Wednesday, August 4, 2010

Un Verano de Mexico

Now that my stomach is doing better, I am reviving Un Verano de Mexico. This is something that is near and dear to my heart, and I am excited to share my growing love of Mexican cuisine. But first I would like to share my personal experiences with this country.

I first saw Mexico at age seven, when my parents took me to Cancun on vacation. I had no idea what to expect, but I loved it. What I remember most was the brilliant blue of the ocean--it was practically mesmerizing. What I loved most was that the water was still shallow pretty far out, so I could walk along the ocean floor quite a ways and not feel unsafe.

Then one day we went to see Chichen Itza. It was a four hour long bus ride back and forth, which is unbearable when you're seven. But once we got there I was mesmerized. Chichen Itza was constructed by the Toltecs, a warrior branch of the ancient Maya.

One thing that astounded me was how small the doorways were. Even at age seven, I wasn't sure that I could have fit through them. Despite the diminutive height of the people, the temples and structures at Chichen Itza are enormously daunting. Perhaps that was the idea.

What sticks out most from my mind is the Great Ball Court, where two players would play while everyone watched. The main goal of the game was to get the ball through a rather small stone circle that was attached the wall. As is displayed in the intricate drawings on the walls of the Ball Court, the winner was beheaded. I remember looking at this depiction in horror, since there is a carving of the headless winner with blood gushing from his neck. Despite how we may feel about this, death as a champion was considered a great honor.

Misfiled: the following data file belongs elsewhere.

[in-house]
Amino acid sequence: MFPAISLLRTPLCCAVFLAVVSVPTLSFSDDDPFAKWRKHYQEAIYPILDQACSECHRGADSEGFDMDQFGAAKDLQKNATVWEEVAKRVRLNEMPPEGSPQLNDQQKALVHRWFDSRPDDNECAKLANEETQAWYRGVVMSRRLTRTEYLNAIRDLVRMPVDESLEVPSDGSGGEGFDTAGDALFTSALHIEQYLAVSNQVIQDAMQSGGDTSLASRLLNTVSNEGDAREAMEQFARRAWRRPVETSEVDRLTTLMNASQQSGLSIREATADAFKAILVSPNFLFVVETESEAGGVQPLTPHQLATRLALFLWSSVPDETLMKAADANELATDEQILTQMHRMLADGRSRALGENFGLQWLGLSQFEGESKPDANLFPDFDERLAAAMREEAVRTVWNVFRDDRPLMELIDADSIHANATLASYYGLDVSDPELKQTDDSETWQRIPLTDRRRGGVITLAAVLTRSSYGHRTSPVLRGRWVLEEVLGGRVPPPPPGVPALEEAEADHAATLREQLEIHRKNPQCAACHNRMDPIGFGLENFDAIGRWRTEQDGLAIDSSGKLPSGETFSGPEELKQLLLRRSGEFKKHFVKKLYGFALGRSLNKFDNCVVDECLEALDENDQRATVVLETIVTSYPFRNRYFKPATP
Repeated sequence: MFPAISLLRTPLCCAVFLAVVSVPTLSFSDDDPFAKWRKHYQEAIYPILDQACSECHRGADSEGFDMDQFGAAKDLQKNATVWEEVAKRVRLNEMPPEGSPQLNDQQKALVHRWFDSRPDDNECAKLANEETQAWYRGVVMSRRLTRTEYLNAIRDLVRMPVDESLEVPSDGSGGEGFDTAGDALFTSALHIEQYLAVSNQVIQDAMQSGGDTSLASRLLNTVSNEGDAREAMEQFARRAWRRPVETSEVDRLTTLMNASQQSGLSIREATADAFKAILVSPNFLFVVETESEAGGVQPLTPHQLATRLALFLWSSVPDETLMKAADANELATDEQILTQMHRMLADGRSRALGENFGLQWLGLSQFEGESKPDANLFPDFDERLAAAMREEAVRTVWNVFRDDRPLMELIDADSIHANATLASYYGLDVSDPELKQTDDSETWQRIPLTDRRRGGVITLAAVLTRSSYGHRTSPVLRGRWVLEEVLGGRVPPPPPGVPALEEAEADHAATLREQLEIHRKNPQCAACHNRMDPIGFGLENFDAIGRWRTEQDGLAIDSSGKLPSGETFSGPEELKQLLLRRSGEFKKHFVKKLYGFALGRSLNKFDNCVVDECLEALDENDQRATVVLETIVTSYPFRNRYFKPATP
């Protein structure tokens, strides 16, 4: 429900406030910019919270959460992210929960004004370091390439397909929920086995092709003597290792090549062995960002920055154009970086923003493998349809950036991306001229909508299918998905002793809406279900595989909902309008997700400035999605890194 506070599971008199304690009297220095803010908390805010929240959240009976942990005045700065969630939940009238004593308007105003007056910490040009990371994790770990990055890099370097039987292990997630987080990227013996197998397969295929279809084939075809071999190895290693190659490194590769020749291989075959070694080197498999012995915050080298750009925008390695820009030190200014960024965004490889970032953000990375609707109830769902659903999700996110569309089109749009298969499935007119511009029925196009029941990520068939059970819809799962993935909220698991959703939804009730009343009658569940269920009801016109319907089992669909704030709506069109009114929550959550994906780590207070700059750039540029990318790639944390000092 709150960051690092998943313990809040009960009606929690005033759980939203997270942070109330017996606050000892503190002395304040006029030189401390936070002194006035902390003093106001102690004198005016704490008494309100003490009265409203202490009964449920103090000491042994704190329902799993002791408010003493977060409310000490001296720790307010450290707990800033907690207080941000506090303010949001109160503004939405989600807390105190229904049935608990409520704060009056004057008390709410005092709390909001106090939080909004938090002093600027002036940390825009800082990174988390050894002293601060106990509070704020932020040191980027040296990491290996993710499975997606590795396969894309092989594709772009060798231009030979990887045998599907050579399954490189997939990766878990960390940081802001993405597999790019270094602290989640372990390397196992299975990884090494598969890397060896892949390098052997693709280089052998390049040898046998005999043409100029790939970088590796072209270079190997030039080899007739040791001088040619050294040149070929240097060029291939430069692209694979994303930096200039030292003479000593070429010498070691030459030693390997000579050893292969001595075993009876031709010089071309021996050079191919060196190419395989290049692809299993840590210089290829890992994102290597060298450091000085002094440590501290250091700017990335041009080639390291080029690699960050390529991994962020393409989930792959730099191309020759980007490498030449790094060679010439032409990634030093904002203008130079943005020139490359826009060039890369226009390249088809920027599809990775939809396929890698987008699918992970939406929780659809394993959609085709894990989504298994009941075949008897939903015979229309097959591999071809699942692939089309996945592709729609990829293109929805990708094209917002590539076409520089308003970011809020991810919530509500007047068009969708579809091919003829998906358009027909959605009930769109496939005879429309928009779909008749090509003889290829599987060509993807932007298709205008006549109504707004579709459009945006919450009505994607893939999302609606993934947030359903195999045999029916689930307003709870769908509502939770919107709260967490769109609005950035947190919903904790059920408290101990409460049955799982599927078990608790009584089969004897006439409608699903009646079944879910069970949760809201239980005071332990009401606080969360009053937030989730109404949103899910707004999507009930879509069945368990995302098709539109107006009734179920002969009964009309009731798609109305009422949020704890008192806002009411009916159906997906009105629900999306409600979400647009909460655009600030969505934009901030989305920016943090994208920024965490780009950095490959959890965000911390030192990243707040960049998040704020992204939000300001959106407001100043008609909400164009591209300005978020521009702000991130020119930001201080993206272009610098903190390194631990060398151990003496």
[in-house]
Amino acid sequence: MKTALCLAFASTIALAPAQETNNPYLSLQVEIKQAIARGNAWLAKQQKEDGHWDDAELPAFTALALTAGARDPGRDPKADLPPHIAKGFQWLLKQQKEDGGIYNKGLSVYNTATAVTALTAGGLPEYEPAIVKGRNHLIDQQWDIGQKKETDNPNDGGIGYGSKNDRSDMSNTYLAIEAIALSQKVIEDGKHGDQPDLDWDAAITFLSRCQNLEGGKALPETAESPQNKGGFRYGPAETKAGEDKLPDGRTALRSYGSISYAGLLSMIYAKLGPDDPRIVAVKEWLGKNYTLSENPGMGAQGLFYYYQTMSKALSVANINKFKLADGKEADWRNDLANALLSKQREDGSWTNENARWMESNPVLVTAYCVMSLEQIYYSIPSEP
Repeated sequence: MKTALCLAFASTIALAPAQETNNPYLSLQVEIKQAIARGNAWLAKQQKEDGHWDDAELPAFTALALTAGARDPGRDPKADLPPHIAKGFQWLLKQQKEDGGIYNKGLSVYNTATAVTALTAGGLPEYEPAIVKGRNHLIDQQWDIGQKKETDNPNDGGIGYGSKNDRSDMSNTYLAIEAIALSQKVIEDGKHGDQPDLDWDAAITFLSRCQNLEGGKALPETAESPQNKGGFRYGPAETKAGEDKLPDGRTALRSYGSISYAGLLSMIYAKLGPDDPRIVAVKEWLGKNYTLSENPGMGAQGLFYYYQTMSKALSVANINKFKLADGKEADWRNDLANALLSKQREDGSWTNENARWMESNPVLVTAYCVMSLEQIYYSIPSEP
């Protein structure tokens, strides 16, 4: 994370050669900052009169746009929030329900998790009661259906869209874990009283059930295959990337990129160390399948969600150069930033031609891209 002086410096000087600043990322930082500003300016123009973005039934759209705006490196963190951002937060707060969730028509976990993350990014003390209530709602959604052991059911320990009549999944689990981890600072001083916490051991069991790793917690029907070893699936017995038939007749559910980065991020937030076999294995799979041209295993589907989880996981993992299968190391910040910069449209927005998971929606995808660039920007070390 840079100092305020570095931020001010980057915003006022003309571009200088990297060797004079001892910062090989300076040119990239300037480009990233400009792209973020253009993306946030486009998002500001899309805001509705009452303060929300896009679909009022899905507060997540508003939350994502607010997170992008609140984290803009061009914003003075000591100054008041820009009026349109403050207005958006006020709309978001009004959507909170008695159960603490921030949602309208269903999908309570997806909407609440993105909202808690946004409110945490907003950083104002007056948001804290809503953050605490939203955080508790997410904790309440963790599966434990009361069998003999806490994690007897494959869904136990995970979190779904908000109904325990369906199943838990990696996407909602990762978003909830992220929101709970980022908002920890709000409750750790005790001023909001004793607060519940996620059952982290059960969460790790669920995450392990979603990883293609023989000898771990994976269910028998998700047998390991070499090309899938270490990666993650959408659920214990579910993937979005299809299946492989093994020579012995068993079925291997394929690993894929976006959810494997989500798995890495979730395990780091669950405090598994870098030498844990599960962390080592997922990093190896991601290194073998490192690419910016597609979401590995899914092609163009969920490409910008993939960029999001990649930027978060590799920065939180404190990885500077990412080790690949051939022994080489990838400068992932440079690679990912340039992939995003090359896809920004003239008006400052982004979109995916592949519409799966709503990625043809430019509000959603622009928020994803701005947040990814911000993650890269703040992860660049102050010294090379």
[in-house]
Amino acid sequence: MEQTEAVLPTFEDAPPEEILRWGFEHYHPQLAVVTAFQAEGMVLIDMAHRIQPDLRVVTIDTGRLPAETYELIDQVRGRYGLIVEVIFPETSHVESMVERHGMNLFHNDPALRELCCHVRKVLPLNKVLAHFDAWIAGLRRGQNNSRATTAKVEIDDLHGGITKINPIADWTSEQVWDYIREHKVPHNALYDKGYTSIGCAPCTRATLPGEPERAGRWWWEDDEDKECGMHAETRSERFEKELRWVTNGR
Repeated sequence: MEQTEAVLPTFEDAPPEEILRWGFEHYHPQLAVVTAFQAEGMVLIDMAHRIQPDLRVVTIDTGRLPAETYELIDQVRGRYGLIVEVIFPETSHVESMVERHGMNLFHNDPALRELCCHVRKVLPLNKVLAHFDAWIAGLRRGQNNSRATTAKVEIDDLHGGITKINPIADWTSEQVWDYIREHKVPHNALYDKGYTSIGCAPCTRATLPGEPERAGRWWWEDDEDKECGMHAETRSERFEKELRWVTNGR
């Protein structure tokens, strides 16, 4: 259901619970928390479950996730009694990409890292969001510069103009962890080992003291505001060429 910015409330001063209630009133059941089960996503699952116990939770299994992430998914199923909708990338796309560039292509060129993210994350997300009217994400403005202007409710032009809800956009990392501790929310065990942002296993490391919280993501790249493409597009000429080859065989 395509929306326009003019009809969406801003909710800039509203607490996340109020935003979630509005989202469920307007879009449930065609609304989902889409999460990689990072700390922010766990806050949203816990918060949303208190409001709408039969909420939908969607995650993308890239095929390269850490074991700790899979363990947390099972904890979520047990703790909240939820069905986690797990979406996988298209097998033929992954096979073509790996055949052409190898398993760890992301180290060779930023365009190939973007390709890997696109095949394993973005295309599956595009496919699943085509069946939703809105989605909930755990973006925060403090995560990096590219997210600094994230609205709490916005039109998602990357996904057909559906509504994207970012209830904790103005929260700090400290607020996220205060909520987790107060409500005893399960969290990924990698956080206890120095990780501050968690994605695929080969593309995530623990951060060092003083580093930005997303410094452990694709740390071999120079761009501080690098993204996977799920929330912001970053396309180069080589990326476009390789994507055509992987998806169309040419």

El Castillo is the large temple that is normally depicted whenever Chichen Itza is mentioned. It is a pyramid with a staircase on each side leading to the temple on top. I remember grasping the chains with my mother, trying to walk up the stairs to the top. The ancient Maya used to walk in a snakelike motion, walking upwards diagonally so that the trek wasn't too difficult. But I was too scared to let go of the chains that ran down the middle of the staircase, which were meant to help you climb to the top. I got about a fourth of the way up and looked back. Bad idea. I saw how high we were and had to stop. My mom walked around the base with me while my dad went to the top, and later he told us that it looked like you were floating, since you couldn't see the pyramid beneath you. We were told that virgins were sacrificed at the temple on top for each summer solstice, and the heart was ripped out and the body was tossed over the side. When I went back to school in the fall, I actually drew a reenactment of this to clearly show my best friend what I was talking about. I now tease my parents that that trip gave me a lifelong tendency for the macabre.